This I Believe

Ron - Pennellville, New York
Entered on November 22, 2007
Age Group: 50 - 65
Themes: family

This I believe the FAMILY Dinner is important

This I Believe. The family dinner is becoming another

lost art form, most importantly the Sunday dinner. OK,

being a child of the 50’s, 60’s graduating from

college in the early 70’s, supper was served

generally between 5:30 and 6:00 every night and you

better be there! There were no cell phones to call

home, but you always had a couple of dimes in your

pocket or wallet (replaced when needed from the juice

glass in the cupboard.) These would be used to call

home from a phone booth if you dared to be late. Phone

Booth. You know that 2 foot square room with an

accordion type door that could be found in most corner

stores or gas stations. Sunday dinner was at 2:00PM.

You did not make plans on Sunday. Sunday was family

day. Yes, there were exceptions, but not without first

clearing it with Mom well in advance. The reason to

miss a meal was not to hang or chill. THIS I Believe!

If you missed a dinner, you would get THE CHILL. I

don’t mean the plate of cold food that you could

reheat on top of a double boiler. There was no such

thing as a microwave oven to cook or reheat. The real

chill was in the stares and glances from Mom over her

cold shoulder.

Manners were taught and expected to be used. “Hats

will not be worn in the house!” (Let alone at the

table.) “Shirts and shoes will be worn in the dining

room or at a picnic table!” “Serving dishes are

passed to the right!” Knife, fork, and spoon where on

the table for all dinners whether needed or not.

“Boarding house reach” was not allowed. You asked for

something to be passed. If you where taking seconds,

you asked who else may want some before you took the

last helping.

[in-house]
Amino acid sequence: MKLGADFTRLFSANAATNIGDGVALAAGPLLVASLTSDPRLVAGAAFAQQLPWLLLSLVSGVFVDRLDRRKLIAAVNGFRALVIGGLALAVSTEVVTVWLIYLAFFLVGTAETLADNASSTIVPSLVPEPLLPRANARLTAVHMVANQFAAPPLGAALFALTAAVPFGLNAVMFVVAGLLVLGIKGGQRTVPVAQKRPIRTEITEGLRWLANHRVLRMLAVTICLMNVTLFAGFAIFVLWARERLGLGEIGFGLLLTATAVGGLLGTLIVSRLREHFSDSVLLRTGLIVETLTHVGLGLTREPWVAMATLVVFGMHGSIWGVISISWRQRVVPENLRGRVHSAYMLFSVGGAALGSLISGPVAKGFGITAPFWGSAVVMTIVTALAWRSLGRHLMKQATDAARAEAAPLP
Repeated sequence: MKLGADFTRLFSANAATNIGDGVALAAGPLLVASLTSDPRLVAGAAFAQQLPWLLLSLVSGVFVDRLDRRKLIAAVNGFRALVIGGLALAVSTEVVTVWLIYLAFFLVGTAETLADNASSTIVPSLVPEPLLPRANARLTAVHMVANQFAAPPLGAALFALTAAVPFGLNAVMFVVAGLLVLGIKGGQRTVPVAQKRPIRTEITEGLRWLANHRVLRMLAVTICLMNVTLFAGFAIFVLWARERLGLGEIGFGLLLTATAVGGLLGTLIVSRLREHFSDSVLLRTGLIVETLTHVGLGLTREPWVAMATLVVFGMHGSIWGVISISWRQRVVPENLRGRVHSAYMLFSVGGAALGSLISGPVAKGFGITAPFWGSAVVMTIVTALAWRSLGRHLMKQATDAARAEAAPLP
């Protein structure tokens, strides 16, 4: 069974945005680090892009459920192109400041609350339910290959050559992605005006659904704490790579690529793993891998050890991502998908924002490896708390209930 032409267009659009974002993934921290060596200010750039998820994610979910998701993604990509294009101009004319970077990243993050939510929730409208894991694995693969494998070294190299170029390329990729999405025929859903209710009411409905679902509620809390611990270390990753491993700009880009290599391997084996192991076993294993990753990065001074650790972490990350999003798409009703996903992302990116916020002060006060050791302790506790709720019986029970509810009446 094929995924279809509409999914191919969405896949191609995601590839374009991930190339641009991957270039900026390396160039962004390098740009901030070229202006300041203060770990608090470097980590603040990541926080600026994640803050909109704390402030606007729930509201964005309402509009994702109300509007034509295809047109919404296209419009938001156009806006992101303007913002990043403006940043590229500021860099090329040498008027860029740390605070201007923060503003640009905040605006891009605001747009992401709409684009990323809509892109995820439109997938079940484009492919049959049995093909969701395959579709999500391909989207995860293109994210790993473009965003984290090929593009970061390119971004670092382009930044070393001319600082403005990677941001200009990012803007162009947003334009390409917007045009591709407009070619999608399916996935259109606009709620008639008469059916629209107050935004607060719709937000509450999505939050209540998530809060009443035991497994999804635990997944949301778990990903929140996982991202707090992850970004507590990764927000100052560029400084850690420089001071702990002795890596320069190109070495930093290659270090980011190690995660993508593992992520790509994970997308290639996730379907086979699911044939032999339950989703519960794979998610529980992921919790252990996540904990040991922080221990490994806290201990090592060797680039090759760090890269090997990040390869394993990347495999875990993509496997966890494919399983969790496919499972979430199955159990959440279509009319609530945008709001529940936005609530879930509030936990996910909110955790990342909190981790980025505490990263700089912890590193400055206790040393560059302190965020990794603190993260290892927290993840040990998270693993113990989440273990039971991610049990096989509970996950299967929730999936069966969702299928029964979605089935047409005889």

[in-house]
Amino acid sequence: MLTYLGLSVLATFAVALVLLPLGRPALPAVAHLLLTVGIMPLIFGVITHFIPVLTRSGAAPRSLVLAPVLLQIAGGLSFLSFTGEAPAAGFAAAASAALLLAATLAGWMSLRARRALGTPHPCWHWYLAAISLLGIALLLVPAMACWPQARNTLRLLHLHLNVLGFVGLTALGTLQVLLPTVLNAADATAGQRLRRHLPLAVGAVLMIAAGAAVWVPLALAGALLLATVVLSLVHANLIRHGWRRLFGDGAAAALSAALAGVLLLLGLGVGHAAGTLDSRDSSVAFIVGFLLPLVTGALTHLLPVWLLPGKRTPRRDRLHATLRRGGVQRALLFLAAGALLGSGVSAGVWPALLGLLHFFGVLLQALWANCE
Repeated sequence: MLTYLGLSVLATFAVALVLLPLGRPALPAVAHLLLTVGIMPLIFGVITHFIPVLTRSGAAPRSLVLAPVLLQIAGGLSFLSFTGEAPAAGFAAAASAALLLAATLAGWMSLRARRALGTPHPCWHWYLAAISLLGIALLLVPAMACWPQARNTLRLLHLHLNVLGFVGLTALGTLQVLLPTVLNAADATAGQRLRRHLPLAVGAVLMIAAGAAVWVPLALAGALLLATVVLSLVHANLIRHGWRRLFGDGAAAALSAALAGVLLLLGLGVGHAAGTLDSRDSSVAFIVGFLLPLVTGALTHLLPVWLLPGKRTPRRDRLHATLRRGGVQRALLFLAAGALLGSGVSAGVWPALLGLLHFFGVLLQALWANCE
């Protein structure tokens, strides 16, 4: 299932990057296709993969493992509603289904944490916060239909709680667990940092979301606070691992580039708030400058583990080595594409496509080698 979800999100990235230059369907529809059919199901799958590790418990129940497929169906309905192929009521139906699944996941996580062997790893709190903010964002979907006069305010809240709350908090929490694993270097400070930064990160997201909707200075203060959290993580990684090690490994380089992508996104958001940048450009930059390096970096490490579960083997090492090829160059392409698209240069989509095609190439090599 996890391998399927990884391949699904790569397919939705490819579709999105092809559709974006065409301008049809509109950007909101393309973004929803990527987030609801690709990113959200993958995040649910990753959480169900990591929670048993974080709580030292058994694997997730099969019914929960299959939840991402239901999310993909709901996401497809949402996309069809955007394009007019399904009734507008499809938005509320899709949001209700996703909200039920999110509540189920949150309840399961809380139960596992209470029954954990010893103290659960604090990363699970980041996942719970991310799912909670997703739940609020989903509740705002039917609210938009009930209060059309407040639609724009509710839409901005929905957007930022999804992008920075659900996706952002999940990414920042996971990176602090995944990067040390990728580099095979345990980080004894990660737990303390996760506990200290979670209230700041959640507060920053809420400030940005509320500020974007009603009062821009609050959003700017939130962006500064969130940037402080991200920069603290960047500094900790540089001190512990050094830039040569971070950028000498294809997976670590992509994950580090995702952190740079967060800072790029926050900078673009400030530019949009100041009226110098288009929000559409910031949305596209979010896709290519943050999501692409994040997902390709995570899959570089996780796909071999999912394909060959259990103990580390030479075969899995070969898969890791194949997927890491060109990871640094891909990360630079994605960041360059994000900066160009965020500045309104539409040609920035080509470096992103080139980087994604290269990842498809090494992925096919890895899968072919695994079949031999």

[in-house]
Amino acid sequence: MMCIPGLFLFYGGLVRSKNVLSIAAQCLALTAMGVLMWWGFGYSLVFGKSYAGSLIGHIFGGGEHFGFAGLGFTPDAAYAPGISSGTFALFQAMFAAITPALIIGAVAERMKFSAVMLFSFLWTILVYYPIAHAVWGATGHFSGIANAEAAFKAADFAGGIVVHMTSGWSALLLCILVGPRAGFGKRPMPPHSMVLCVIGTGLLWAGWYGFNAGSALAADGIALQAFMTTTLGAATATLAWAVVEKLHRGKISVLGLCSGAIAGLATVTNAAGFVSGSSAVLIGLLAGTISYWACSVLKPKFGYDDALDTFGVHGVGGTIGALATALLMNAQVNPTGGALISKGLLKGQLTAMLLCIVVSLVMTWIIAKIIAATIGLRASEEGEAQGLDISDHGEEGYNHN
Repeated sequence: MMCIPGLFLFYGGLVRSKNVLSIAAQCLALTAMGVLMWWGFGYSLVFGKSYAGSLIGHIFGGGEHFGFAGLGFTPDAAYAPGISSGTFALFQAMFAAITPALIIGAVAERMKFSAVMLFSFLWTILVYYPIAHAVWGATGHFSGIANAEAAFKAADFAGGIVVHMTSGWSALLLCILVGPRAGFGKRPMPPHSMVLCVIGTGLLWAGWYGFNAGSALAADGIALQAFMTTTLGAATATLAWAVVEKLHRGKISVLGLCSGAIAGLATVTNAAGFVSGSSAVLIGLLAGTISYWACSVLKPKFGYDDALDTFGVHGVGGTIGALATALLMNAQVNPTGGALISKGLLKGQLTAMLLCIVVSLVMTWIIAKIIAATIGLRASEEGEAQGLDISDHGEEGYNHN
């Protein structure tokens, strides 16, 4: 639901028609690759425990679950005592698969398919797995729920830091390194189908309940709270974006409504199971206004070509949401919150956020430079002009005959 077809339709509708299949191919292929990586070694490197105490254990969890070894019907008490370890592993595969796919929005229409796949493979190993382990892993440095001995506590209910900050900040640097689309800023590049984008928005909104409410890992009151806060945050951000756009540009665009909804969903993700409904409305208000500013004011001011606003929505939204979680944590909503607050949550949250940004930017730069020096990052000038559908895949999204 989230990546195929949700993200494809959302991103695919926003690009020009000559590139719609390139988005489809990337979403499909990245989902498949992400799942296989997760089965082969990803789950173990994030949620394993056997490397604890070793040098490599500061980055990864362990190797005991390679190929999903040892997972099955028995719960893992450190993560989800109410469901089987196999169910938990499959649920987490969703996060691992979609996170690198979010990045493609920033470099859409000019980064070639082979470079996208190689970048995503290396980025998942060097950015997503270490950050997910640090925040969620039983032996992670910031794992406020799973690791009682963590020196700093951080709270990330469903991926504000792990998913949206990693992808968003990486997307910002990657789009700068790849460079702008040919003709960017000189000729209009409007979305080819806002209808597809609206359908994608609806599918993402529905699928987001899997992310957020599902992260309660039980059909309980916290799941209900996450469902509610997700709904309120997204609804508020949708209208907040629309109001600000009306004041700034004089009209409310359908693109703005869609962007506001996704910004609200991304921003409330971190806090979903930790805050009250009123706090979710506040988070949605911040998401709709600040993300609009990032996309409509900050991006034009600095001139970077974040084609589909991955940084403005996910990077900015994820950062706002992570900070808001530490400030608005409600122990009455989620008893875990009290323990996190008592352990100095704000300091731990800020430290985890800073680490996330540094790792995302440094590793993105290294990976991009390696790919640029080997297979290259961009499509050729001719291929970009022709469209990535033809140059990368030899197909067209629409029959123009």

Sunday Dinner at my grandparents’ house was an event.

My great grandparents’ where moguls of the mid to late

1800’s being pottery manufacturing and grist mill

operators, talk about lost arts! My grandfather worked in the mill until he was 75. He was one of the last to know how to dress a mill stone. The home they lived in had been built in 1882 by my great grandfather in the heyday of the Mill. It showed its age but its past grandeur was evident, still full of generations of memories. The Kalamazoo

kerosene/wood stove with water heater bought in the

early 1900’s and later converted to gas made some of

the best meals ever. The table would be set, everyone

would be seated except for Grandma standing behind her

chair. No food in sight, linen table cloth and napkins

and silverware and a stack of plates next to

Grandpa’s place. The blessing would be said and “the

Moms’ would disappear into the kitchen and bring back

the serving bowls of food. Grandma would bring back

the platter of ham, turkey or roast beef and place it

in front of Grandpa. Grandpa would carve and plate the

meat and pass the plate to his right. You would hear ”

Dorothy! How much of this for Ron?” If you sat to

Grandpa’s left, you got your plate first, to his

right, next to last, before he made his own plate. No

one picked up a fork until Grandpa did. Memories where

made, family history learned, successes where noted,

failures where discussed but not chided.

OK, table manners were important to me in raising my

sons. YES, it was faster times, cell phones,

microwave ovens, fast food at every main intersection

and in shopping malls everywhere. Busier times, more

organizations to be gone to but the family dinner and

manners remained important and Sunday was still family

day. Funny, how basic values have been passed down

generation to generation. Even in times of divorce and

“busy”ness, the family dinner still survived. My son,

when traveling to friend’s grandparents for a

weekend, ended up going to a very formal restaurant.

His friend saw all the silverware and said, “What do

I use for what?” Shawn said, “Do what my Dad says, ‘

if you can pick it up with a fork, use a fork. If you

need a spoon, use a spoon. Start for the outside and

work to the center. If any are above the plate, then

work down.’ “His friend’s grandfather said to his

wife “WHY didn’t you ever explain it to me that


Times change, kids grow and leave. Hopefully they take

something with them to start their own new traditions.

Some of my greatest memories came after dinner sitting

in the living room with my sons, eating Oreos,

listening to all of our music, solving the problems of

the world. This I truly believe is what the family

dinner is about: loving, caring, sharing, accepting,

learning how to communicate. This I believe is what

makes families. This I believe is how we show love.